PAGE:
• Sales specialists. The tribal knowledge needed to understand the peculiarities of each agency, how they like to buy, their level of technology maturity (early adopter versus laggard), as well as the personal relationships to buyers with budgetary authority inside each agency, etc. are all factors that call for the hiring of government sales specialists. It’s also critical to understand that buyer motivations in the public sector are significantly different than the private sector: being mission-oriented, they often care much more about mission success and operability rather than cost reduction. Accordingly, there are government account executives who spend their careers moving from ISV (Independent Software Vendor, which you are) to ISV, because all of this specialized knowledge and “mission orientation” is a valuable accelerator for government sales. Hire them.
  • Channel. Much government procurement is conducted via specialized channel partners such as Carahsoft, and there is also an enormous ecosystem of system integrator (SI) partners specifically targeting the government market as well. Of course, the global SIs (GSIs) have government practices, and if you already have good partnerships with GSIs then by all means expand those. But don’t overlook the boutique SIs and implementation partners, who may have a higher level of agility and technological savvy, yet know how to drive more cutting edge technology like yours into agencies.
  • Programs and Contract Vehicles. Not only is procurement typically conducted via channel partners, but the actual work is often funded under a contract put up for bid (opportunities can be found on the GSA’s website), which can substantially lengthen the time to close a sale — and may, like JEDI, end up cancelled. Additionally, contract scope is often sufficiently large that ISVs need to partner with other ISVs and/or SIs in order to successfully bid on the contract and satisfy its full scope. Make sure you have the legal and contract management expertise to deal with this level of complexity.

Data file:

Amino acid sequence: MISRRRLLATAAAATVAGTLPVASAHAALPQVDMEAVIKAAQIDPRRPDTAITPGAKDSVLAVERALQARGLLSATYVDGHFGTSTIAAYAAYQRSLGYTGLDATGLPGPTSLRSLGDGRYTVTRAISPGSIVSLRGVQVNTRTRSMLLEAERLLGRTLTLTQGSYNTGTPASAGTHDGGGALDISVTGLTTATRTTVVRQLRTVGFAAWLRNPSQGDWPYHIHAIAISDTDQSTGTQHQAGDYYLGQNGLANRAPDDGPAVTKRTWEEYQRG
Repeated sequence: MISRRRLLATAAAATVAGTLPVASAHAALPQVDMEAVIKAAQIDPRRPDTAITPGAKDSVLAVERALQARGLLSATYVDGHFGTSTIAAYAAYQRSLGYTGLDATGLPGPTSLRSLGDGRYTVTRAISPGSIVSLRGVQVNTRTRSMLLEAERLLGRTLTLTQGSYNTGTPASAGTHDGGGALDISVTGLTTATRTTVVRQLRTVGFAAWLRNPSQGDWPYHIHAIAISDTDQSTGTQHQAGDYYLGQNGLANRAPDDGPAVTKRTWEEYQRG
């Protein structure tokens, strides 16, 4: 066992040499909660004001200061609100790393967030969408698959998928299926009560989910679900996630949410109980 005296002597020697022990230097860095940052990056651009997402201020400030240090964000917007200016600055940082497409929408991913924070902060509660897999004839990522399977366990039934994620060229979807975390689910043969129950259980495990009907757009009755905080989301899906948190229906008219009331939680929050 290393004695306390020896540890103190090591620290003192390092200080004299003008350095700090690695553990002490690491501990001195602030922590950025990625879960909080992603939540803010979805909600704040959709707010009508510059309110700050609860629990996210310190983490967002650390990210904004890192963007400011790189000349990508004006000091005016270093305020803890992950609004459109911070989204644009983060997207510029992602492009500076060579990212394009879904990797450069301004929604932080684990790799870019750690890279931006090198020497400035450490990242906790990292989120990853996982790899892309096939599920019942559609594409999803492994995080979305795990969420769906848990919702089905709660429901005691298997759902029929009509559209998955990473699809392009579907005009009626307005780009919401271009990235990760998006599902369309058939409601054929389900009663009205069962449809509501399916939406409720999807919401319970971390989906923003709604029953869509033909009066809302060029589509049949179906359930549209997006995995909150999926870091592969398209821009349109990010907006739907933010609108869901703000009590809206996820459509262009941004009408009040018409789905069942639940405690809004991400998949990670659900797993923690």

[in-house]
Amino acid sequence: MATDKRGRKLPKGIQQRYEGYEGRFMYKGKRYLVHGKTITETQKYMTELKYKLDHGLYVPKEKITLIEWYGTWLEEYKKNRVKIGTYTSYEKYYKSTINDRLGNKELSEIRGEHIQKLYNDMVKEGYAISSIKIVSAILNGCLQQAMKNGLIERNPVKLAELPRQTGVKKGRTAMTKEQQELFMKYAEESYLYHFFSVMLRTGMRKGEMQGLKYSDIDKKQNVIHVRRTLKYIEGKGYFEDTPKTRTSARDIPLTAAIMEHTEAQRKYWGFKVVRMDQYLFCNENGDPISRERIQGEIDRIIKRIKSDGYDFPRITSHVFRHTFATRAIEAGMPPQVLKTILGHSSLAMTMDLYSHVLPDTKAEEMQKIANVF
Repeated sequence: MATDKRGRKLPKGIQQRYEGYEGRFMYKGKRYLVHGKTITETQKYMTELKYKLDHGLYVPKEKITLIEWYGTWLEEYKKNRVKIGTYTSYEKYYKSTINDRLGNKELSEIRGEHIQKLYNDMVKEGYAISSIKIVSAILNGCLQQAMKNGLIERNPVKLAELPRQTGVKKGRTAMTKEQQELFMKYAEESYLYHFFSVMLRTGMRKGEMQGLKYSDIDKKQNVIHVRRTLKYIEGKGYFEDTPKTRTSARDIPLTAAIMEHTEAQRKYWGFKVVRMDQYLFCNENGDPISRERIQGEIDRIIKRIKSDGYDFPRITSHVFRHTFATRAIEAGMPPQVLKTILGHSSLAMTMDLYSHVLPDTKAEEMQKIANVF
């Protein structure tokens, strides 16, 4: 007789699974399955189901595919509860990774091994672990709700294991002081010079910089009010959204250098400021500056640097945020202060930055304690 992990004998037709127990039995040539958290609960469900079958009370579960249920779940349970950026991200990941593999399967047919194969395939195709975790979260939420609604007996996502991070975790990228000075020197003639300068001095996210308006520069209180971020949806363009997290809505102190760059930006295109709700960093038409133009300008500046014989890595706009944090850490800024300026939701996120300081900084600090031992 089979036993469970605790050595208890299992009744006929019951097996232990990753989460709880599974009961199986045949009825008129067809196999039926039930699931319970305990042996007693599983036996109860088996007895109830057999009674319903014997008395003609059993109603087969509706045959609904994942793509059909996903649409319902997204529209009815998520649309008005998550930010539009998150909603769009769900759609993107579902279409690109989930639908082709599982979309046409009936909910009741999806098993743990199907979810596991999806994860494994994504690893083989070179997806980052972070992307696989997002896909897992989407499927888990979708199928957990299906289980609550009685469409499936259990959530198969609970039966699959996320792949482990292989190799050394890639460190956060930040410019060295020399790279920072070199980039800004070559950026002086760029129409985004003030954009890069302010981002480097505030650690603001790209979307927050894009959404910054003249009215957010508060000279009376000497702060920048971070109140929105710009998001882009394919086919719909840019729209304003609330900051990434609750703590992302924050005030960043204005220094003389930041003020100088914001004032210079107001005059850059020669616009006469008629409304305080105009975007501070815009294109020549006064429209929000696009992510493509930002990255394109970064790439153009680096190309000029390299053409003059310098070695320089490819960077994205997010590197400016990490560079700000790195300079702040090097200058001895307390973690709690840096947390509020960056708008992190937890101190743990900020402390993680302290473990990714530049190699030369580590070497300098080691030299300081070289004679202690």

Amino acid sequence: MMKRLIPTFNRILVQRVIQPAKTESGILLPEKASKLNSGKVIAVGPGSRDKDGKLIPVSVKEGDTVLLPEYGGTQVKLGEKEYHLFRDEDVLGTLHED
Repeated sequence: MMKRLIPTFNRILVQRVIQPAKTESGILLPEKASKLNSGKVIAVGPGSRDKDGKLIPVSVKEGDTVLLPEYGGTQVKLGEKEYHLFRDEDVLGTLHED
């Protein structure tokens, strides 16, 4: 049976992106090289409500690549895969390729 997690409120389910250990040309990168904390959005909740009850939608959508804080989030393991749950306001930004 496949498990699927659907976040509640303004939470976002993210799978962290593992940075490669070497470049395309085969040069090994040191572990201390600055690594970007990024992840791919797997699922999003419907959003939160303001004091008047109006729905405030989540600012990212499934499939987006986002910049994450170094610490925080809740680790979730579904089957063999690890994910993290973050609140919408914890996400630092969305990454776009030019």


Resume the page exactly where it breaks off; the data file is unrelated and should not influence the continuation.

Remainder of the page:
• Citizenship status of technical staff, and security clearances. Security clearances are pretty obvious, but are required only in very specific situations that don’t make up an enormous part of the addressable market. Citizenship status of your technical staff and those of your SI partners, however, including any professional services consultants, comes up more frequently than you may think — even in what would appear, on the surface, to be innocuous situations. For example, many years ago, I, as a Canadian citizen on a TN work visa (at the time), was not allowed to teach a product training class to system administrators at the US Federal Reserve.

While this list is not an exhaustive inventory of all requirements that you need to consider before entering the US federal government market, I hope that it gives you a sense that market entry is not trivial. Too often I have seen CEOs check off one of these requirements and then hope the revenue follows, only to encounter substantial friction when, for example, the requisite product features are not present. Or they make an assumption that just because a deal was consummated at one agency, it’s easy to land the next one, which is not automatically true due to the high variance in missions between agencies.

Final piece of advice: Because this market is so specialized, it’s imperative that you hire talent — or at least contractors — who have done this before.

Many thanks to Galen Emery for reviewing this article and adding several invaluable contributions to it.